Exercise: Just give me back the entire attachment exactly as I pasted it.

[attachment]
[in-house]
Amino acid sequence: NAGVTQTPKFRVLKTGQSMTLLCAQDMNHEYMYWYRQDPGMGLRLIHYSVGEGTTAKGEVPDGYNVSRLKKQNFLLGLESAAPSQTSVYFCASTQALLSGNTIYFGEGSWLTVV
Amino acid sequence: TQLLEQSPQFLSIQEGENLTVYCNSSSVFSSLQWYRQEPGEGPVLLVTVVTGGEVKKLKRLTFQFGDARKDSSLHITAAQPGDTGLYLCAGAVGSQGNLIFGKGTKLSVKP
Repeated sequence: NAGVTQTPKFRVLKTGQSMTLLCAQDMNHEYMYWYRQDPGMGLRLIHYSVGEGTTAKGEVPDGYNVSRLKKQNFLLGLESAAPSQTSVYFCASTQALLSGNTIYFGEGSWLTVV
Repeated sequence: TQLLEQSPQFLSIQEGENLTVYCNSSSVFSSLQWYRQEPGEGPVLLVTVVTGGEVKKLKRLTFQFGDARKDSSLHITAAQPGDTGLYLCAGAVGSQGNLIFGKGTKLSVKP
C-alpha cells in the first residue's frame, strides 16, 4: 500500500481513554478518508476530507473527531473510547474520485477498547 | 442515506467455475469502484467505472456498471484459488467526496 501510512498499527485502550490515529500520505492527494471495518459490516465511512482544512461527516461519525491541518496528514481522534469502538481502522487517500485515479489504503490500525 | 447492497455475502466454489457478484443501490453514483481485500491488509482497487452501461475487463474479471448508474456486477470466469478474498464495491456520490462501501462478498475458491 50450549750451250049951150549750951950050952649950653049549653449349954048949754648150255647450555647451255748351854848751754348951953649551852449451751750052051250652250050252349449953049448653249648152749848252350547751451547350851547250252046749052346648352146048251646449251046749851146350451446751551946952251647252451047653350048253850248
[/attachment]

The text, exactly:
[in-house]
Amino acid sequence: NAGVTQTPKFRVLKTGQSMTLLCAQDMNHEYMYWYRQDPGMGLRLIHYSVGEGTTAKGEVPDGYNVSRLKKQNFLLGLESAAPSQTSVYFCASTQALLSGNTIYFGEGSWLTVV
Amino acid sequence: TQLLEQSPQFLSIQEGENLTVYCNSSSVFSSLQWYRQEPGEGPVLLVTVVTGGEVKKLKRLTFQFGDARKDSSLHITAAQPGDTGLYLCAGAVGSQGNLIFGKGTKLSVKP
Repeated sequence: NAGVTQTPKFRVLKTGQSMTLLCAQDMNHEYMYWYRQDPGMGLRLIHYSVGEGTTAKGEVPDGYNVSRLKKQNFLLGLESAAPSQTSVYFCASTQALLSGNTIYFGEGSWLTVV
Repeated sequence: TQLLEQSPQFLSIQEGENLTVYCNSSSVFSSLQWYRQEPGEGPVLLVTVVTGGEVKKLKRLTFQFGDARKDSSLHITAAQPGDTGLYLCAGAVGSQGNLIFGKGTKLSVKP
C-alpha cells in the first residue's frame, strides 16, 4: 500500500481513554478518508476530507473527531473510547474520485477498547 | 442515506467455475469502484467505472456498471484459488467526496 501510512498499527485502550490515529500520505492527494471495518459490516465511512482544512461527516461519525491541518496528514481522534469502538481502522487517500485515479489504503490500525 | 447492497455475502466454489457478484443501490453514483481485500491488509482497487452501461475487463474479471448508474456486477470466469478474498464495491456520490462501501462478498475458491 50450549750451250049951150549750951950050952649950653049549653449349954048949754648150255647450555647451255748351854848751754348951953649551852449451751750052051250652250050252349449953049448653249648152749848252350547751451547350851547250252046749052346648352146048251646449251046749851146350451446751551946952251647252451047653350048253850248